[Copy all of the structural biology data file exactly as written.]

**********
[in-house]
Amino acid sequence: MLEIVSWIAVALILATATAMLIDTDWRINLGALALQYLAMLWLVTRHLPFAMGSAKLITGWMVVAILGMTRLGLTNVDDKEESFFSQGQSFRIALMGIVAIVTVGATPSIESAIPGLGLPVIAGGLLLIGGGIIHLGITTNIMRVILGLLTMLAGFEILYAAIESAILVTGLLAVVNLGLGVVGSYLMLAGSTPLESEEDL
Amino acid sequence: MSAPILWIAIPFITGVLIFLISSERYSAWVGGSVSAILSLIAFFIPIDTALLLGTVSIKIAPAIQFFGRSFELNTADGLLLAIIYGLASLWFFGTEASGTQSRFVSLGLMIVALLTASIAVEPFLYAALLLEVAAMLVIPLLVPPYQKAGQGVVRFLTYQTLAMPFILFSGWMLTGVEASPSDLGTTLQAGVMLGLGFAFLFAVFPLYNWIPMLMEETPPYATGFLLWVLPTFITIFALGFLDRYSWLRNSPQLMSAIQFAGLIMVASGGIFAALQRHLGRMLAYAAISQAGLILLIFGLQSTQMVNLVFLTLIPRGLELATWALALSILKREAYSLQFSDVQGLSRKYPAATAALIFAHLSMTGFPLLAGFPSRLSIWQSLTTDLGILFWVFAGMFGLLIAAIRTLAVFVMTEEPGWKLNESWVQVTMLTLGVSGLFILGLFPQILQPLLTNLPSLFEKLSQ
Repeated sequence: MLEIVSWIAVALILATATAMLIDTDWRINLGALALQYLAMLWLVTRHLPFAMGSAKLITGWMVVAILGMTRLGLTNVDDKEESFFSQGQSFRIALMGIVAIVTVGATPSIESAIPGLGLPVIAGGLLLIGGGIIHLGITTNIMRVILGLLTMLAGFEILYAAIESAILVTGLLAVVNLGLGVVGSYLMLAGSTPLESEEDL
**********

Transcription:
[in-house]
Amino acid sequence: MLEIVSWIAVALILATATAMLIDTDWRINLGALALQYLAMLWLVTRHLPFAMGSAKLITGWMVVAILGMTRLGLTNVDDKEESFFSQGQSFRIALMGIVAIVTVGATPSIESAIPGLGLPVIAGGLLLIGGGIIHLGITTNIMRVILGLLTMLAGFEILYAAIESAILVTGLLAVVNLGLGVVGSYLMLAGSTPLESEEDL
Amino acid sequence: MSAPILWIAIPFITGVLIFLISSERYSAWVGGSVSAILSLIAFFIPIDTALLLGTVSIKIAPAIQFFGRSFELNTADGLLLAIIYGLASLWFFGTEASGTQSRFVSLGLMIVALLTASIAVEPFLYAALLLEVAAMLVIPLLVPPYQKAGQGVVRFLTYQTLAMPFILFSGWMLTGVEASPSDLGTTLQAGVMLGLGFAFLFAVFPLYNWIPMLMEETPPYATGFLLWVLPTFITIFALGFLDRYSWLRNSPQLMSAIQFAGLIMVASGGIFAALQRHLGRMLAYAAISQAGLILLIFGLQSTQMVNLVFLTLIPRGLELATWALALSILKREAYSLQFSDVQGLSRKYPAATAALIFAHLSMTGFPLLAGFPSRLSIWQSLTTDLGILFWVFAGMFGLLIAAIRTLAVFVMTEEPGWKLNESWVQVTMLTLGVSGLFILGLFPQILQPLLTNLPSLFEKLSQ
Repeated sequence: MLEIVSWIAVALILATATAMLIDTDWRINLGALALQYLAMLWLVTRHLPFAMGSAKLITGWMVVAILGMTRLGLTNVDDKEESFFSQGQSFRIALMGIVAIVTVGATPSIESAIPGLGLPVIAGGLLLIGGGIIHLGITTNIMRVILGLLTMLAGFEILYAAIESAILVTGLLAVVNLGLGVVGSYLMLAGSTPLESEEDL